Wednesday, September 29, 2010


A few weeks ago in my posting about clichés, I questioned how original any of us can ever truly be, given the billions of people on the planet. What are the odds that any thought or idea or experience is truly original?

This idea came to me again this weekend when on vacation in Wine Country with my husband and girlfriend. We stumbled upon an outdoor festival on the main town square in Sonoma and wandered through the booths of jewelers, ceramic artists, and painters. As we passed one booth on the way to the wine tastings, my husband stopped me and pointed to a photograph that was framed on the far wall of a man’s display of European photographs. They were the type I’ve seen often – huge photos of quaint Italian hillside towns, French bistros with white awnings and pots of red flowers, cottages with doorways of blue peeling paint.

The photo my husband pointed to did look familiar. It was of a red shuttered window on the side of a house, with vines growing along the wall and exterior walls of blue and peach. The subject – this house - looked similar to a photo I had taken years ago. I walked through the man’s booth and saw that he had taken several shots of this same house, and they were all now framed for purchase prices of hundreds of dollars.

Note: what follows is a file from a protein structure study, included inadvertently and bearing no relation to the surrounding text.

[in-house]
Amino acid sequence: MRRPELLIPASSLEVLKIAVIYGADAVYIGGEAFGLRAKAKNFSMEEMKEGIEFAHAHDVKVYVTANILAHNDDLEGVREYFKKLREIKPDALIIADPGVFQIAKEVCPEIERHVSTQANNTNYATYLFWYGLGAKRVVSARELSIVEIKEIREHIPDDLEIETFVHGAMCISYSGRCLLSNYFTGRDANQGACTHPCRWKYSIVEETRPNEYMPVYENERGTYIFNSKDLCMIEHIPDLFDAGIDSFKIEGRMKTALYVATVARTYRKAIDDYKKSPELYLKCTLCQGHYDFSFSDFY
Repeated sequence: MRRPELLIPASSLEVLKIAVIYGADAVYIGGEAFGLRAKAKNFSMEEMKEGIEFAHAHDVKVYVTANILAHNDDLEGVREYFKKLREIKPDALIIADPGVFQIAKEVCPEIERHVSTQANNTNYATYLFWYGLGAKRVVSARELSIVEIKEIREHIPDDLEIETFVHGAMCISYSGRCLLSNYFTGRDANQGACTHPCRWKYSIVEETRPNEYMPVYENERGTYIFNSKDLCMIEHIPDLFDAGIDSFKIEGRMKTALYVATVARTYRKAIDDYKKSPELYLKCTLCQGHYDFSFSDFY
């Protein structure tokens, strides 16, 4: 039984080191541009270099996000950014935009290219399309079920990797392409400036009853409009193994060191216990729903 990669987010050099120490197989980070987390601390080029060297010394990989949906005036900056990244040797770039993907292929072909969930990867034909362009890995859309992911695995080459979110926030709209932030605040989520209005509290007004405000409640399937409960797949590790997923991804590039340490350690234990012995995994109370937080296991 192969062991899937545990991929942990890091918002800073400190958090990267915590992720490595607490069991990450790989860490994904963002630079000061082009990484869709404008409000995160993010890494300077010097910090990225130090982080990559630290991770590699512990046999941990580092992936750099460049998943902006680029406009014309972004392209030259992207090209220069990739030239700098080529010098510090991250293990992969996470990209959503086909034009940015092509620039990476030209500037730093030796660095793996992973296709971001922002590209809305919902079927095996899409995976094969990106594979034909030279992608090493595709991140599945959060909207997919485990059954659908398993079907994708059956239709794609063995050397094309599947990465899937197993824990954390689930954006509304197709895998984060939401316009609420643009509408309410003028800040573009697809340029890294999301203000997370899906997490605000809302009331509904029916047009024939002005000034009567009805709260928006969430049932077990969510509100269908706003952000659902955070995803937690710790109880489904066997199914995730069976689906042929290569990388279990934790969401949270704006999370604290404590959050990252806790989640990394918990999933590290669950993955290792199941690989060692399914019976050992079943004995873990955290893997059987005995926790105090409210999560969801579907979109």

It couldn’t be the same house, right? I mean, what were the odds? Europe is filled with quaint old houses with peeling paint, shutters, and vines. But at my husband’s urging, I sought out the artist who was taking a payment from a customer and asked him where he took the photo.

“In Athens,” was his response.

“Oh, really? Where?” I had taken my photo in Athens, also.

“Anafiotika.” He probably figured he could throw me off by being specific, but I countered his reply.

“Yes, on the little walk between the Plaka and the Acropolis?” I told the man that I had taken a photo of the exact house, and he looked at me blankly and then took money from another customer.

My husband didn’t understand why the man wasn’t friendlier. He should have been surprised at the odds, right? But I understood the man. By telling him I had photographed the same house, I was stealing away a bit of his originality, his creativity. I didn’t tell him that my photo had also been framed and had won entry into a juried art show. That would have usurped even more of his “artist” stature.

Okay, so we took photos of the same exact house in a remote section of Athens. But instead of taking it as an insult, why not take it as a release of pressure? Why try so hard to be perfect? Why try so hard to be original? Instead, we should just do our best to seek out beauty, and if it’s not perfectly original, so what? Taking that same photo in Athens is proof of our linkage, our connection. We saw the same thing, paused in exactly the same place, and captured the moment to share with others. When we’re unoriginal, we’re connected to others, showing our universal human traits. I don’t think that’s a bad thing.

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